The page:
poker

Poker Strategy I - An Introduction to Poker Strategy

Introduction to Poker Strategy
Before you sit down ...

Everyone likes to think they are a good poker player. Ask nine people at a poker table if they are good and five or six will say they are good, one or two will say they are exceptional, and one or two will say they are just there for fun ... who's lying ... who really is good ... who is the fish ... when you know that ... then you are an exceptional poker player.

That said, before you sit down and look at any cards ... consider the following: 

  • What is your bank roll ( Don't sit in on a game you can't afford - bank roll at least 40x the minimum bet.)

  • What is your tolerance for risk. If it's rent money, scared money, or your going to really have to explain how you lost $50.00 ... then don't play.  Cards run hot, they run cold ... you can be the best player in the world ... and lose if you don't get cards. 

  • The situation ... this is really the intangible element that we all face. There might be someone smoking a cigar, or an old lady you'd feel guilty beating, or a dealer who never gives you cards, or you might prefer hold'em and only Omaha has a seat, or you might need to sit in on a 6 - 12 game because the 3 - 6 game is full ... you get the picture ... IF YOUR COMFORTABLE WITH THE SITUATION THEN YOU WILL RELAX ... AND WHEN YOU ARE RELAXED YOU WON'T MAKE MISTAKES ... AND MISTAKES COST YOU MONEY!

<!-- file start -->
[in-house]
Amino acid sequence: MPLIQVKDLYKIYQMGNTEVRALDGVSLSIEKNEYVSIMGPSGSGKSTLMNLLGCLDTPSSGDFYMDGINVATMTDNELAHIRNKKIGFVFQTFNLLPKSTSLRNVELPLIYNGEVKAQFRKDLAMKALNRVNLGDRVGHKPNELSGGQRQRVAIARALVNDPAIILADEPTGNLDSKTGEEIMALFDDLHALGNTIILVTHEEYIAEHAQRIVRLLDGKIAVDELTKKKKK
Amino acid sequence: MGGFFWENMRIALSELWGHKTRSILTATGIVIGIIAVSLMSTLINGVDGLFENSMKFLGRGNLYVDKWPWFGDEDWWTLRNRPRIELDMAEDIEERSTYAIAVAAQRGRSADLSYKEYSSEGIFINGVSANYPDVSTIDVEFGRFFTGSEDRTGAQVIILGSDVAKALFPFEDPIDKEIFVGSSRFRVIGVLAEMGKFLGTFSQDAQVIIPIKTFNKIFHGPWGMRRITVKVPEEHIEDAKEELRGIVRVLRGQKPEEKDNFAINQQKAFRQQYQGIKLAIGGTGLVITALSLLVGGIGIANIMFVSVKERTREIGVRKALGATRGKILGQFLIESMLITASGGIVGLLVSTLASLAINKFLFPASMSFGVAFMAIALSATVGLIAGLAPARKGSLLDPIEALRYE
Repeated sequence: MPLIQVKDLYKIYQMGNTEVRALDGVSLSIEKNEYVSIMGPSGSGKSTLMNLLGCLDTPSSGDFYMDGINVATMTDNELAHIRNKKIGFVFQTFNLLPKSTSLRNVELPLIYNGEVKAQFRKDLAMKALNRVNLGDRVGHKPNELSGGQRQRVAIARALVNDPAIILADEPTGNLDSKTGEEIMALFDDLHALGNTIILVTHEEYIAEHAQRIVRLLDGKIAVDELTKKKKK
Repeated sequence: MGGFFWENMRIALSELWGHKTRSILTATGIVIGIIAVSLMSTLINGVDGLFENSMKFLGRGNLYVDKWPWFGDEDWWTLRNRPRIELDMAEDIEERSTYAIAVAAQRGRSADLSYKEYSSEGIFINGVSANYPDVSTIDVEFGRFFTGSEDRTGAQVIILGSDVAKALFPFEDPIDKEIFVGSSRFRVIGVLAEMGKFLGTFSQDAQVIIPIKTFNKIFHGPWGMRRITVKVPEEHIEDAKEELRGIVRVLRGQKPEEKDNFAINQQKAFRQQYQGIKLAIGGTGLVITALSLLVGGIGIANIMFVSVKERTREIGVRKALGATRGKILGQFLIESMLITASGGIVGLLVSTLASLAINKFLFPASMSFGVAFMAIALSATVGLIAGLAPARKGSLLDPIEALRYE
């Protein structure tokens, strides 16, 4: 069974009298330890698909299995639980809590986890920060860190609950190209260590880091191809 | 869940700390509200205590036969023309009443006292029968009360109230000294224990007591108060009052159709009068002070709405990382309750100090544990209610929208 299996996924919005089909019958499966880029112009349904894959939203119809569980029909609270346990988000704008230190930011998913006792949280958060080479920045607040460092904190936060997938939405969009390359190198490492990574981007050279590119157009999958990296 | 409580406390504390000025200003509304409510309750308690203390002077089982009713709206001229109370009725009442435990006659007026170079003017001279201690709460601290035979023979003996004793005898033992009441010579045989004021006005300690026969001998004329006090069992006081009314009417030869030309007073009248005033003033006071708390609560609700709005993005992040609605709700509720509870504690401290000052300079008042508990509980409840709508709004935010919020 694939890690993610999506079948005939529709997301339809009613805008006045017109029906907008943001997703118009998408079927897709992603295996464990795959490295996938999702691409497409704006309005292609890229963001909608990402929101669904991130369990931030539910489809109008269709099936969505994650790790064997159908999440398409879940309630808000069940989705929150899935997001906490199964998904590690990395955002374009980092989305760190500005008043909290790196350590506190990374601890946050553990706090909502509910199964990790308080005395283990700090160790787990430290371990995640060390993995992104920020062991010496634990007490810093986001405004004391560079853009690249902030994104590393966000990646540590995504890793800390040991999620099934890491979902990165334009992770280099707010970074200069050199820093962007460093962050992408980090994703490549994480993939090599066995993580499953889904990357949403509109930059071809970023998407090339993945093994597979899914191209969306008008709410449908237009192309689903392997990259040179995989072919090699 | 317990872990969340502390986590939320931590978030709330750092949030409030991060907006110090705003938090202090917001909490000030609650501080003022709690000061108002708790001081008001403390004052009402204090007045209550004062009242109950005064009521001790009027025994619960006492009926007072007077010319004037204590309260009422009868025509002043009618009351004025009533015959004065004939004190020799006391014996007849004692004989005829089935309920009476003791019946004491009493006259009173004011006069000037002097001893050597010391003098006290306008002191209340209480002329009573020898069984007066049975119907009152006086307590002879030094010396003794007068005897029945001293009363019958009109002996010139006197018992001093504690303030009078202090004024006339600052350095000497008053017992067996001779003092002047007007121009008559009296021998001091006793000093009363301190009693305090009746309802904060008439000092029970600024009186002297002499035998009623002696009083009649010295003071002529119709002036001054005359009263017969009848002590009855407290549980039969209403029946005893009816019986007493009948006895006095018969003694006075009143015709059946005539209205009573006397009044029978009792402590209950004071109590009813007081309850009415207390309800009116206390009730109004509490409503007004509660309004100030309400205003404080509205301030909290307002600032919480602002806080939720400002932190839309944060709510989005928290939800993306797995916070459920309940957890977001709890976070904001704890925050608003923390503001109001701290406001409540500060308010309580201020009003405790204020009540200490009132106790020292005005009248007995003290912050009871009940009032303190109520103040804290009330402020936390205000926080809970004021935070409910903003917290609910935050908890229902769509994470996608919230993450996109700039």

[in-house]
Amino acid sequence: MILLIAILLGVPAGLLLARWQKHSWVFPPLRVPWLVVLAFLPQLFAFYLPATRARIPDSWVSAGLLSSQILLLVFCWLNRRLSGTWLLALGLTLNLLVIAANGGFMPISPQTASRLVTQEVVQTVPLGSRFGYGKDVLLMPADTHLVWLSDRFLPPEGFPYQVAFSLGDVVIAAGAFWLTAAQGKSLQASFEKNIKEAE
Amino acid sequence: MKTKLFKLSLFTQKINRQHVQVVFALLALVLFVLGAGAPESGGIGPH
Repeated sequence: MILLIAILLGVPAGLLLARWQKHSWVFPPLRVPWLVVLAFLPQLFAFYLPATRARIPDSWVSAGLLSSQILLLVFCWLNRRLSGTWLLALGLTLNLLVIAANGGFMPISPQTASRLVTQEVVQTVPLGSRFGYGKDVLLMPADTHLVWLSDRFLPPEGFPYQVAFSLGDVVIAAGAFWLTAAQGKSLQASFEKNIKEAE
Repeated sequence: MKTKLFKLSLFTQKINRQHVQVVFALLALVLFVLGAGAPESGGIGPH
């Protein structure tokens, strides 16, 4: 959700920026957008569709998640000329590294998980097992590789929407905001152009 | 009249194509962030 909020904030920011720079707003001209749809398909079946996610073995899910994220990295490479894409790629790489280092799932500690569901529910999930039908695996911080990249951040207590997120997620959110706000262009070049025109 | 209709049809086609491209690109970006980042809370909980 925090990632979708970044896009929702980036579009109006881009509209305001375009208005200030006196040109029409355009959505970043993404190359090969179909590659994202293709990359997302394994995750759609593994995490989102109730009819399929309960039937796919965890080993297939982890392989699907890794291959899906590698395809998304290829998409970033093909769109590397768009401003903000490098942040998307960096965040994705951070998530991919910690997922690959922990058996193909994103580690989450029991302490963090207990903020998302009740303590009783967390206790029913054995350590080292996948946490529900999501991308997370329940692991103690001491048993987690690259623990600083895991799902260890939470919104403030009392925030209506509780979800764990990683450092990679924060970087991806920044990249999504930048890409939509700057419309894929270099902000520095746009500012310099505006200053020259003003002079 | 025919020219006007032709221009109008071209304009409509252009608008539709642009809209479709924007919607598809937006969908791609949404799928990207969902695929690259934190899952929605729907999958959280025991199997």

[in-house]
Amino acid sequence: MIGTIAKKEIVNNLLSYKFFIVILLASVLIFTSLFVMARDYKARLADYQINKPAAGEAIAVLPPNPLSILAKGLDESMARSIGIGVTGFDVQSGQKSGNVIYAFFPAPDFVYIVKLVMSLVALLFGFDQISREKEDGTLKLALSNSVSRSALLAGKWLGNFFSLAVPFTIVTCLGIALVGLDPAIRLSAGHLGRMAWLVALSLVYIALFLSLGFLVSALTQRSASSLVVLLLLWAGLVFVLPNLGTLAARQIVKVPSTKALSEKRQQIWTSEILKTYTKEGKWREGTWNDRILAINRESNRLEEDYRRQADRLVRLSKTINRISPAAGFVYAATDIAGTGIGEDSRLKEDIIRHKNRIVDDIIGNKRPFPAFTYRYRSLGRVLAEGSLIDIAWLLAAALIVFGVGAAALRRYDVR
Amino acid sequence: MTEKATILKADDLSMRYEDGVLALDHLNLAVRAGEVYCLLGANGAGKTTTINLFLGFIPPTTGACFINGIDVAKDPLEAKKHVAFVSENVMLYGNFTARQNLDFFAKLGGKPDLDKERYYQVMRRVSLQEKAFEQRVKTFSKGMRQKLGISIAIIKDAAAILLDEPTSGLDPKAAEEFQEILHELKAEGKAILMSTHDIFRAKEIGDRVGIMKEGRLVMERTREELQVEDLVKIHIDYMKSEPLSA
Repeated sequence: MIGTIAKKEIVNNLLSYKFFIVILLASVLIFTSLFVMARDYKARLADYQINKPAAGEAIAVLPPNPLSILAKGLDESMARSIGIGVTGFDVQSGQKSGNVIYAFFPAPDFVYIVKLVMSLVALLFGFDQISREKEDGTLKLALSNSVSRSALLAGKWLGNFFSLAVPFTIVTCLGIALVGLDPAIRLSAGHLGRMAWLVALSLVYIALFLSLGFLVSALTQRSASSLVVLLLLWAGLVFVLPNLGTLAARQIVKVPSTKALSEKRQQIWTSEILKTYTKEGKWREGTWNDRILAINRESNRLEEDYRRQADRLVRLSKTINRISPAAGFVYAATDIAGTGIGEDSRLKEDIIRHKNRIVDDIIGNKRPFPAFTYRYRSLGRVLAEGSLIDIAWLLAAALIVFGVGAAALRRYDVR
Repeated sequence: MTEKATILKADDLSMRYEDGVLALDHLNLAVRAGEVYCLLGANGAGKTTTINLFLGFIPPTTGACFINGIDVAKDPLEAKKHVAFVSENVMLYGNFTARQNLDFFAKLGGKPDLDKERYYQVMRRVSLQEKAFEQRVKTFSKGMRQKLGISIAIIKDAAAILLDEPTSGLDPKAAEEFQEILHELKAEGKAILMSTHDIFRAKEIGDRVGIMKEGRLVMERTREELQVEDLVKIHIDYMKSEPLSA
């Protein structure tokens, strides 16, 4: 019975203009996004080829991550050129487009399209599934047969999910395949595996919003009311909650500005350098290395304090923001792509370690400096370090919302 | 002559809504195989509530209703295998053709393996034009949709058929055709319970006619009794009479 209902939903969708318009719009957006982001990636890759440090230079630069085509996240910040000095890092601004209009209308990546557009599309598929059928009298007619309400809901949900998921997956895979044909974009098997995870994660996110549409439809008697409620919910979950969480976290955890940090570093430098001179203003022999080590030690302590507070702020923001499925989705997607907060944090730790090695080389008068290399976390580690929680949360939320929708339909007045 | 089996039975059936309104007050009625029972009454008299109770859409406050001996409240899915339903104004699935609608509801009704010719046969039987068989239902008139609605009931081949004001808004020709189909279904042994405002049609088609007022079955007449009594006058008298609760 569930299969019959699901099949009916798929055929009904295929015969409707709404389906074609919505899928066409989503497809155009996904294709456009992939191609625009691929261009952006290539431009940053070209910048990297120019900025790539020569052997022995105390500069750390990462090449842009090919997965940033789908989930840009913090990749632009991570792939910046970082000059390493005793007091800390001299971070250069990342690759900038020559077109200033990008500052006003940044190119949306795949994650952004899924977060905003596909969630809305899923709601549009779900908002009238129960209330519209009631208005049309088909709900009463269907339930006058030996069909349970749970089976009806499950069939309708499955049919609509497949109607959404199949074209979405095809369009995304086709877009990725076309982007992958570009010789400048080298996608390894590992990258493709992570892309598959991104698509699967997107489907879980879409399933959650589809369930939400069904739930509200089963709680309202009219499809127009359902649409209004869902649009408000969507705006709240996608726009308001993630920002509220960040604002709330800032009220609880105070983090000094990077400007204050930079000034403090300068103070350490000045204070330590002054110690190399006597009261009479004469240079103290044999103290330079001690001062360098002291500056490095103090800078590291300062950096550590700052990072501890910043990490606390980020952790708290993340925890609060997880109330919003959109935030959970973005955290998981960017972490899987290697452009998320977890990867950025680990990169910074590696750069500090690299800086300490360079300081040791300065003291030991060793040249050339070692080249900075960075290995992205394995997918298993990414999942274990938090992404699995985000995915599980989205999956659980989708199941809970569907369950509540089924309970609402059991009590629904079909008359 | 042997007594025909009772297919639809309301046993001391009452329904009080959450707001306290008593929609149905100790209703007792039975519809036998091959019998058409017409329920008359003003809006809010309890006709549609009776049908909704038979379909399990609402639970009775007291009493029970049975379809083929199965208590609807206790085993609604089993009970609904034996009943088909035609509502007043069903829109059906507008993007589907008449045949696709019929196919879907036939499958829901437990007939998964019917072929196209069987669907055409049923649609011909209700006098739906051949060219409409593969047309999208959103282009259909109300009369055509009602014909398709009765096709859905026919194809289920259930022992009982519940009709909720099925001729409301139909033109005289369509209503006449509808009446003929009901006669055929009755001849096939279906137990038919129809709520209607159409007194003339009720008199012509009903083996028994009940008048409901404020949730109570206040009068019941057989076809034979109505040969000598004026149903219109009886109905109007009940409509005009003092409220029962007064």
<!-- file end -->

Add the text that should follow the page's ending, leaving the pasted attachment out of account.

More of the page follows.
If you are just learning how to play there are a couple of basics to follow: 

  1. have fun ... your not trying to make a living doing this ... your just out to enjoy yourself and maybe make a few bucks

  2. Understand the basic rankings of the hands:

    • Ace High (A-K beats A-Q)

    • A pair (Highest pair is A-A and the lowest 2-2)

    • Three of a kind (also trips or a set)

    • A Straight is 5 consecutive cards that are not the same suit (A,2,3,4,5 is the lowest 10,J,Q,K,A is the highest).

    • A Flush is 5 cards of the same suit - the suits are not ranked so if 2 players had flushes, the cards would be matched down (A-Q-9-8-7) would beat (A-Q-9-8-5)

    • A Full House is three of a kind (A-A-A) and any other pair (2-2)

    • Quads or Four of a kind (A-A-A-A)

    • A Straight Flush is five consecutive cards of the same suite (2h-3h-4h-5h-6h) with the highest possible hand being a Royal Flush (10-J-Q-K-A).

  3. Don't be afraid to ask the dealer questions. He can tell you  the rules and clarify how to play - they just can't tell you what to do.